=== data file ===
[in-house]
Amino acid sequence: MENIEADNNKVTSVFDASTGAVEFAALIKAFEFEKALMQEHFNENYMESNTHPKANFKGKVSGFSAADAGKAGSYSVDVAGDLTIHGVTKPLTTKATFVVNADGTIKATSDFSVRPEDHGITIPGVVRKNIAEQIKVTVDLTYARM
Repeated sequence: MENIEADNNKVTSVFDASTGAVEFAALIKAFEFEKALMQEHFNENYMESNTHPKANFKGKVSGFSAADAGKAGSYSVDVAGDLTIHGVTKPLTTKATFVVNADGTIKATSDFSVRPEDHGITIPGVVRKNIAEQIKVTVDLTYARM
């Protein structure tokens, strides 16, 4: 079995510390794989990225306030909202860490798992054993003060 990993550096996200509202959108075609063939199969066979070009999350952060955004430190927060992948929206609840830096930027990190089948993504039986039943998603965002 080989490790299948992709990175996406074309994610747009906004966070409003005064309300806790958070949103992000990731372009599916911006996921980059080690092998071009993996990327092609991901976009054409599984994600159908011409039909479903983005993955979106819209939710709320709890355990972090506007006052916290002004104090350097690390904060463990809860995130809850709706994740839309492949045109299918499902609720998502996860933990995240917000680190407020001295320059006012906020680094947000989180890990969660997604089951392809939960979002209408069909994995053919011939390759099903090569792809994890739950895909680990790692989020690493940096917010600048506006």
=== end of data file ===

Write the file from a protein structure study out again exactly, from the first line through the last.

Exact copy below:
[in-house]
Amino acid sequence: MENIEADNNKVTSVFDASTGAVEFAALIKAFEFEKALMQEHFNENYMESNTHPKANFKGKVSGFSAADAGKAGSYSVDVAGDLTIHGVTKPLTTKATFVVNADGTIKATSDFSVRPEDHGITIPGVVRKNIAEQIKVTVDLTYARM
Repeated sequence: MENIEADNNKVTSVFDASTGAVEFAALIKAFEFEKALMQEHFNENYMESNTHPKANFKGKVSGFSAADAGKAGSYSVDVAGDLTIHGVTKPLTTKATFVVNADGTIKATSDFSVRPEDHGITIPGVVRKNIAEQIKVTVDLTYARM
């Protein structure tokens, strides 16, 4: 079995510390794989990225306030909202860490798992054993003060 990993550096996200509202959108075609063939199969066979070009999350952060955004430190927060992948929206609840830096930027990190089948993504039986039943998603965002 080989490790299948992709990175996406074309994610747009906004966070409003005064309300806790958070949103992000990731372009599916911006996921980059080690092998071009993996990327092609991901976009054409599984994600159908011409039909479903983005993955979106819209939710709320709890355990972090506007006052916290002004104090350097690390904060463990809860995130809850709706994740839309492949045109299918499902609720998502996860933990995240917000680190407020001295320059006012906020680094947000989180890990969660997604089951392809939960979002209408069909994995053919011939390759099903090569792809994890739950895909680990790692989020690493940096917010600048506006």